Most of the time, I think WAITING feels like this.

Two weeks ago at church I found myself laughing during the sermon in that way that people do when something the speaker says hits a little too close to home. The evening’s topic was the fruits of the Spirit (Galatians 5:22: “But the fruit of the Spirit is love, joy, peace, patience, kindness, goodness, faithfulness, gentleness and self control…” NIV). As the site pastor continued to break down ideas of what each of these so-called ‘gifts’ truly entail, he proceeded to warn the audience of the potential dangers of praying to God and asking for patience. This is when I started laughing.

About 6 years ago I distinctly remember praying to God and asking for patience. In my own life (and in the lives of close friends I’ve spoken with) I have never known God to ignore this prayer—even if you think you don’t really mean it or you say it flippantly in a moment of frustration. For whatever reason, a prayer for patience just seems to be something that you can never take back. I think it’s because God always wants us to move forward, to grow, to learn and to change. So when we specifically ask for a gift that will increase our capacity to grow as individuals, God sees this as an opportunity to initiate the next step.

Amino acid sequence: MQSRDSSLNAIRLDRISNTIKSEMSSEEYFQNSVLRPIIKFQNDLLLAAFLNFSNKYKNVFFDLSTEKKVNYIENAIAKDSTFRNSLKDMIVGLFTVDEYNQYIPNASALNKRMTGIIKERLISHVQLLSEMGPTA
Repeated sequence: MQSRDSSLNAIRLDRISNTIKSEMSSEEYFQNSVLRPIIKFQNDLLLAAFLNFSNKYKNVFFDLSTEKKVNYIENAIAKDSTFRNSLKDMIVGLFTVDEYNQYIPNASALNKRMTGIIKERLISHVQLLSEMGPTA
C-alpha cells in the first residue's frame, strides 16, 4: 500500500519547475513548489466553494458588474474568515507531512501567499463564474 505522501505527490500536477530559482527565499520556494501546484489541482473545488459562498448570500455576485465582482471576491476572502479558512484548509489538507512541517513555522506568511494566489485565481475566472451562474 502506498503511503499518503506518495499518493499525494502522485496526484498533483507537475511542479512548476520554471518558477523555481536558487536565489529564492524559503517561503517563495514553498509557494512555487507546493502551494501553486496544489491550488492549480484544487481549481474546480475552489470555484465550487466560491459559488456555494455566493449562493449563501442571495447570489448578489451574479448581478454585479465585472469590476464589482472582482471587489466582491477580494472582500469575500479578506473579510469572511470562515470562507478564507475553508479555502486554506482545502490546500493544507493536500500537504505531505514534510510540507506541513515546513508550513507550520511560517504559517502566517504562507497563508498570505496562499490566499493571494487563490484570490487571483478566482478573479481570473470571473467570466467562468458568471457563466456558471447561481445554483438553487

Shortly after I prayed this prayer, my post college roommates told me that they were going to be moving to different points all over the city (for work mostly) and that I either needed to find new roommates or move somewhere else. So a month later, I moved in with a friend that I knew through other mutual friends from church. Things started out well, we were both on the prayer ministry together and really devoted to learning about Gods purpose for our lives. Yet after about 6 months things started to get uncomfortable around the house. We realized that we were both very different people and that we had completely different outlooks on life. After having a mediated conversation with another friend from church, my roommate and I decided that I should move out. I felt so frustrated. Like all of my efforts to come to a peaceful resolution had been a failure. That I was somehow a failure. It wasn’t until I found an even better living situation and moved into my new apartment that I heard God whisper from His Spirit, “I know that was difficult, but you did well. And you DID ask for patience.”